I already have a table setup that consists of a full genome variant file for Craig Venter who we already know has ADHD. Since the variant file is literally just a giant string of basepair numbers and chromosome, an intersection query should run fine against – and fairly fast! Here’s the query:

select pos, chrom
into temp table test2
from venter
select pos, chrom from test1

This returns the 3 beautiful basepair mutations associated with that gene:

pos chrom
639261 11
637884 11
639579 11

Success! Not the smoothest but it is still awesome to see the results that I’m looking for. I’ve now come full circle with the clinician. Their question was “Does this kid have ADHD?”. Our answer is now “Possibly, the kid has 3 genetic mutations on the gene highly associated with ADHD, which suggest genetic contributions towards the symptoms you’re seeing”.

Please note that there’s A LOT more data that I’m looking to bring in to help make an informed decision. The beauty of this is that we could start looking at additional data points such as blood work, genotypes, variant type, clinical study association, etc. All these additional data points are things that the clinician wouldn’t have at their disposal otherwise in a rapid format. The basics of this tool could help surface that information in a simple format that helps these clinicians make a more data driven diagnosis quicker.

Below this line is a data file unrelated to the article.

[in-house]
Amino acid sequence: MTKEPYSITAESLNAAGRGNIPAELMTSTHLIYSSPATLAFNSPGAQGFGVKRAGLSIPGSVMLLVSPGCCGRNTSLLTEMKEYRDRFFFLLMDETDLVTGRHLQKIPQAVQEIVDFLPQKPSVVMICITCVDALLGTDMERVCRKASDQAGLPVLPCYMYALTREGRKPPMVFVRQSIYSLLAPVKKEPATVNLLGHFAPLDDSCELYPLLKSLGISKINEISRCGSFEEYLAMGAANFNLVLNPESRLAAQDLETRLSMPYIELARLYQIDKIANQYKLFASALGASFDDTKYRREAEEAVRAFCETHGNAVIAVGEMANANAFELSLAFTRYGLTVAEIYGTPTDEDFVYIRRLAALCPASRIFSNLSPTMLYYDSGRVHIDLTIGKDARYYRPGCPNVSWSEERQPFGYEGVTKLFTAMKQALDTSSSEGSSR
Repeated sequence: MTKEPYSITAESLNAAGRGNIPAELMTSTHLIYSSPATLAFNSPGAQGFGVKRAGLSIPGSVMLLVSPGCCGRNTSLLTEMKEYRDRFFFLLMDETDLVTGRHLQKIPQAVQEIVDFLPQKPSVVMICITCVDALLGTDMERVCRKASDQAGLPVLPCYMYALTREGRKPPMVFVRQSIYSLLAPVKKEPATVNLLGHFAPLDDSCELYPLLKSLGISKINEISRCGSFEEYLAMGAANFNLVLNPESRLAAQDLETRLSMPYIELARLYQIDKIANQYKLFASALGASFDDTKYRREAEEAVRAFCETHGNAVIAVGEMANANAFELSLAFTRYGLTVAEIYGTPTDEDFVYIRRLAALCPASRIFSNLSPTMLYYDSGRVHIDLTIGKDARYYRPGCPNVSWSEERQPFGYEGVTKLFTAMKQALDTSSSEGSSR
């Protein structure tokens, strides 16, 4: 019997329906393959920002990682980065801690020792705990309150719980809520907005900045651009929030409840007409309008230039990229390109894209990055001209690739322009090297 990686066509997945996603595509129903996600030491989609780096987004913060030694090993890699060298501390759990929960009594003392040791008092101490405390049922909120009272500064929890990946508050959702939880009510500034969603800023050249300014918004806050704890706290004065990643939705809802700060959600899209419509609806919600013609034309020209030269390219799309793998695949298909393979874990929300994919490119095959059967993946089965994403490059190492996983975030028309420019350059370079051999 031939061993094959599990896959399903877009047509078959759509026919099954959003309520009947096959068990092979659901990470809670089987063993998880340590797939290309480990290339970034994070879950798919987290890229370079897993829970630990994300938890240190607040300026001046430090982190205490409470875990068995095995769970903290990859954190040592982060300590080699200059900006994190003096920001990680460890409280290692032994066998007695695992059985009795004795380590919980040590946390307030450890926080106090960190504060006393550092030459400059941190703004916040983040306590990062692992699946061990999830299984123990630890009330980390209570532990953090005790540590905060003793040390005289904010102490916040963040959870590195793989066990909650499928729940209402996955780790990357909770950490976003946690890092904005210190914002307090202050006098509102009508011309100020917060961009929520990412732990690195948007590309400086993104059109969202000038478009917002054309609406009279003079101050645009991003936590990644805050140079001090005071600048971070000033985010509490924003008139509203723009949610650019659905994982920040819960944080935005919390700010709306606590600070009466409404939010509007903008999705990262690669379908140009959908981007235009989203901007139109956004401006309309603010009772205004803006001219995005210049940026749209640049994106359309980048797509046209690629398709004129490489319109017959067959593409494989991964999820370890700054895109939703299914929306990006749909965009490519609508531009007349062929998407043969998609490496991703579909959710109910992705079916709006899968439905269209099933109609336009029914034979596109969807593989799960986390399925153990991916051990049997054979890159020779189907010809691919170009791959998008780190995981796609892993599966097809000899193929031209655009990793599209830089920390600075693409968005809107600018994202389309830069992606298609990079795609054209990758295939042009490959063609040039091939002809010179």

Speaking of quick – total query time for the 3 queries above is ~8 seconds. Sort of fast, but this could be way faster. We could do a much more efficient table format, more simple data storage, query optimization, etc., to dramatically reduce the query time to probably less than 500ms. Imagine that: A clinician could simply type in their hypothesis and nearly instantly have a potential data drive diagnosis less than a second later.

Disclaimer: This is obviously not clinically proven but is an interesting prototype suggesting that this is indeed possible.

Interested in the project? Want to join the fun? Have suggestions to help me out? Comment below!

CDC Disease Data Compared Against Variant File

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Here is the scenario that I’m trying to solve: